An international war crimes court unanimously upheld the conviction and 50-year sentence of former Liberian President Charles Taylor for aiding rebels in neighboring Sierra Leone, ruling today that his financial, material, and tactical support fueled horrendous crimes against civilians. The appeals chamber of the Special Court for Sierra Leone upheld Taylor's April 2012 conviction on 11 counts of war crimes and crimes against humanity, including terrorism, murder, rape, and using child soldiers.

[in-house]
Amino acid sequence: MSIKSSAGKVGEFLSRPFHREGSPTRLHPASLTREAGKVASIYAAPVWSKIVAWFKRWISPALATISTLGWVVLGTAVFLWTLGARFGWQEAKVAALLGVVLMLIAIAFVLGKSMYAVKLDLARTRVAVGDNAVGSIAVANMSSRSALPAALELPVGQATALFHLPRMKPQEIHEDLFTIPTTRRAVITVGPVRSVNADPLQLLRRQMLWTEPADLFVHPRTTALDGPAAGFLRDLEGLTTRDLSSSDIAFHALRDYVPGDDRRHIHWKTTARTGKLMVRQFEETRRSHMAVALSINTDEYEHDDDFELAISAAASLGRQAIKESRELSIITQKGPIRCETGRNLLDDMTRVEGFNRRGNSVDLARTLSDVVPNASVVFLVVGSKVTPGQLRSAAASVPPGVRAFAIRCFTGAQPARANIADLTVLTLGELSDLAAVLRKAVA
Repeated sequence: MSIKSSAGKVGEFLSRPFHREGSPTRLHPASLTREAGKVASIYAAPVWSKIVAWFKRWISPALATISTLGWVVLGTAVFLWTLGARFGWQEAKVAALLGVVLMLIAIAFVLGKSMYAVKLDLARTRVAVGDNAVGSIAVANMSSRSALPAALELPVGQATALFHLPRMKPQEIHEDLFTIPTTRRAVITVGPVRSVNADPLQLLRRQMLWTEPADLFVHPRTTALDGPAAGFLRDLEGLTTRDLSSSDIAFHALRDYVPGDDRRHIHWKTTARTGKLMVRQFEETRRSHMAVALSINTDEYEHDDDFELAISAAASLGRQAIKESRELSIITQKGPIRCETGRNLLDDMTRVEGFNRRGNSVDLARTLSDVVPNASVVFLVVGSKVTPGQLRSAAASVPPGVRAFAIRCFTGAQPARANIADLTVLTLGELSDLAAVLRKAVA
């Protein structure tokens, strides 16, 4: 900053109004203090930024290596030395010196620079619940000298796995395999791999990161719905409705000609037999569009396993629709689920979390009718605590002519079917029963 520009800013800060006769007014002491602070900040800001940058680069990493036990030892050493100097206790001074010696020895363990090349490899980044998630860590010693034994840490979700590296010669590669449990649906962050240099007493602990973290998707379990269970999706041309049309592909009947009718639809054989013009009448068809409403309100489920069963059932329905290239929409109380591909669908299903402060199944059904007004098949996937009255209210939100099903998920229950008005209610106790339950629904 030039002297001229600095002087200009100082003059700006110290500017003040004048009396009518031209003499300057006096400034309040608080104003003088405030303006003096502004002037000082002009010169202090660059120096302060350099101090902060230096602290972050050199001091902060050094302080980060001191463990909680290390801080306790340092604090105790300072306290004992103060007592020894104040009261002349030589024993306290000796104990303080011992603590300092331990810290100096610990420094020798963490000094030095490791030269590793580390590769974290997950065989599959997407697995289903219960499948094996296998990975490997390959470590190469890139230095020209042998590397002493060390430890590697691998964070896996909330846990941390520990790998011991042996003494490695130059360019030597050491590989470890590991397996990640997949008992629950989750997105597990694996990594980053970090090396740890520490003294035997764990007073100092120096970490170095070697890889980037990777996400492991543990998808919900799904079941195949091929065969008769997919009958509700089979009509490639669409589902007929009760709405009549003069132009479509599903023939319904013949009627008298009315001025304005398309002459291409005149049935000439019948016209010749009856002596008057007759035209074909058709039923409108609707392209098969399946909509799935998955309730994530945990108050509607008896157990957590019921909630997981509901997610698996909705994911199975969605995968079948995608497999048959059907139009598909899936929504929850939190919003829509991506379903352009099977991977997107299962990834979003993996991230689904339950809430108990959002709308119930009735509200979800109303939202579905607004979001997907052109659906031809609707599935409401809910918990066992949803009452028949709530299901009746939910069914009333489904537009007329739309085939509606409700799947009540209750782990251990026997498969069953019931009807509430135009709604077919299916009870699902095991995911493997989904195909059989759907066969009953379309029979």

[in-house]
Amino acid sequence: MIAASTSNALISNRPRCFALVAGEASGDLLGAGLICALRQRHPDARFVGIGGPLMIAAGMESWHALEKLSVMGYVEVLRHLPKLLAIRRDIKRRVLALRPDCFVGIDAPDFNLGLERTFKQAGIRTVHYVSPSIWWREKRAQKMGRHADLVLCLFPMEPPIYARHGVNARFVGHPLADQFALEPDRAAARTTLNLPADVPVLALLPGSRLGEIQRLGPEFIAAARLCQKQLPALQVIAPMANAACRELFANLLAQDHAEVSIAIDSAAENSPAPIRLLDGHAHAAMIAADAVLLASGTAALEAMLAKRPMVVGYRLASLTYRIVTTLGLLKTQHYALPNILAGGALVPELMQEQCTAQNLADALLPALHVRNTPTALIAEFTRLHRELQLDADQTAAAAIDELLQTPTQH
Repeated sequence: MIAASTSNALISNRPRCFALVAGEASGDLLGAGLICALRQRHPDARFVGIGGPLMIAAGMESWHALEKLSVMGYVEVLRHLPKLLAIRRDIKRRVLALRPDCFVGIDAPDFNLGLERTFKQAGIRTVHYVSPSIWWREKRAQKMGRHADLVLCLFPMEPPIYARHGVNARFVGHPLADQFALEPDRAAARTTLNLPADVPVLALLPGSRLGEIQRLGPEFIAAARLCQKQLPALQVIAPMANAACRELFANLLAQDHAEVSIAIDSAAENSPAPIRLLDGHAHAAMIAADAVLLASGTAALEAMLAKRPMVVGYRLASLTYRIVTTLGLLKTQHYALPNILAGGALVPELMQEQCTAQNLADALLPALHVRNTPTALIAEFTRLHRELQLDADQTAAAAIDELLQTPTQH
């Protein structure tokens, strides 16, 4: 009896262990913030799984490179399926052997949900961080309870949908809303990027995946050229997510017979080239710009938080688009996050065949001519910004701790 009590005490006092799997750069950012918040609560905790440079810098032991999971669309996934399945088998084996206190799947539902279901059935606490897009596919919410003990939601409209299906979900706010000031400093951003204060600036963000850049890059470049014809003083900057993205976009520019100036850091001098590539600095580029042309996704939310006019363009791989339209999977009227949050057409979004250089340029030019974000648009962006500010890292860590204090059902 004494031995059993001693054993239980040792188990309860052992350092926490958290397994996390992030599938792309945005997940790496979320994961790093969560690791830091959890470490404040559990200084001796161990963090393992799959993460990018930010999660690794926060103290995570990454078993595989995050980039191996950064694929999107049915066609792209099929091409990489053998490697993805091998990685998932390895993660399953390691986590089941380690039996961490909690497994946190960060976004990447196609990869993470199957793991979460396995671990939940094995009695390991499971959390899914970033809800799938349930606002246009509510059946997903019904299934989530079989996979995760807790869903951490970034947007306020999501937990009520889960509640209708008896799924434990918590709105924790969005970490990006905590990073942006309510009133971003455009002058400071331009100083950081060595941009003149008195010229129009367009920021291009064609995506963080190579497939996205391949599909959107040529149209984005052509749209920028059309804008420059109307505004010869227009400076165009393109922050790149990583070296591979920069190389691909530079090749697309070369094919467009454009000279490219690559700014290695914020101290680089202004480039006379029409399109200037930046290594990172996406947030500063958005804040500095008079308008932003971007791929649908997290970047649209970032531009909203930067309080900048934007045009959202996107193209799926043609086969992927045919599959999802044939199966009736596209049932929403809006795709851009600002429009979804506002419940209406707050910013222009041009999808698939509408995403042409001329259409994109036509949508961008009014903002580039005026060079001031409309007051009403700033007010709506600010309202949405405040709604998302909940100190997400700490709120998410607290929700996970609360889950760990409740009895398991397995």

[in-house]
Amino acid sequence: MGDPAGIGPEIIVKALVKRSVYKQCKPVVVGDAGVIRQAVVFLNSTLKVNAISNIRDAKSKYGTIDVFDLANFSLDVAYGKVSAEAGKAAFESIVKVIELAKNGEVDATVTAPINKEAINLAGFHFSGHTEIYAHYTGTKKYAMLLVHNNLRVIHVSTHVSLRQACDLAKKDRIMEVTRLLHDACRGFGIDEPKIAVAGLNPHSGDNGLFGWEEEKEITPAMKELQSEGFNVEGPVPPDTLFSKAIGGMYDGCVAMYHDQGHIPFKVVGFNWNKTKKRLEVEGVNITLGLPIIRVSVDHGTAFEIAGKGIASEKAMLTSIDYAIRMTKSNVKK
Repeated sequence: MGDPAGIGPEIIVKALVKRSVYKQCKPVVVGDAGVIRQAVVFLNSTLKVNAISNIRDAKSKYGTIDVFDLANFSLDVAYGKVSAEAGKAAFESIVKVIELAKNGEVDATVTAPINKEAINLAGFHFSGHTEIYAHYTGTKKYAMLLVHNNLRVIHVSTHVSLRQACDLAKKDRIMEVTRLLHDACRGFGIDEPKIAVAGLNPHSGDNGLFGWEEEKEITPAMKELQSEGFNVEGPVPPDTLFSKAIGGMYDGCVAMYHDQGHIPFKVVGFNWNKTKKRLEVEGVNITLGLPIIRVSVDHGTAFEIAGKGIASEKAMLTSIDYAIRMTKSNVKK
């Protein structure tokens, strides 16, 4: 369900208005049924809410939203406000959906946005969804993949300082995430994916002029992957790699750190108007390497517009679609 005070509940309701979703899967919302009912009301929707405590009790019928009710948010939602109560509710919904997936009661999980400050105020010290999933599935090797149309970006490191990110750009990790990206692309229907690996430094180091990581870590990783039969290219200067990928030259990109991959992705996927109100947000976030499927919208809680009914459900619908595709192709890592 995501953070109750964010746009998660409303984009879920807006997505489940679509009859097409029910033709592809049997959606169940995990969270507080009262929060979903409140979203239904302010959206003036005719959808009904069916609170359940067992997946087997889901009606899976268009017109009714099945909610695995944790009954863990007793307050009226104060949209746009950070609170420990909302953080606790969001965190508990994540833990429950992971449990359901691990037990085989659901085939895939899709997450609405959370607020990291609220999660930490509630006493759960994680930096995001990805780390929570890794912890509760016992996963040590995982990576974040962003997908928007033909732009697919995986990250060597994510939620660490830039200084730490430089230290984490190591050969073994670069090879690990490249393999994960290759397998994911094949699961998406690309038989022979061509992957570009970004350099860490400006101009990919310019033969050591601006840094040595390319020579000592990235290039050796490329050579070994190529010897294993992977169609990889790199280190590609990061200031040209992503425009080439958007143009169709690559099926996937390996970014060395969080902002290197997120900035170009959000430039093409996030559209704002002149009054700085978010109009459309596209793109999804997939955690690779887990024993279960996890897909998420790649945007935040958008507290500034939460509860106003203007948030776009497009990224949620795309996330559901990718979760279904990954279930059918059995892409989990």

Importantly, today's ruling goes against an appeals decision by the International Tribunal for the Former Yugoslavia, in which former Serbian Gen. Momcilo Perisic was acquitted of aiding and abetting war crimes. Judges said in order to aid and abet a crime, a suspect has to have "specifically directed" aid toward committing crimes. But judges in the Taylor case openly disagreed with that. They said the key to culpability for aiding and abetting a crime was that a suspect's participation encouraged the commission of crimes and had a substantial effect on the crimes actually being committed—not the particular manner in which a suspect was involved. (Read more Charles Taylor stories.)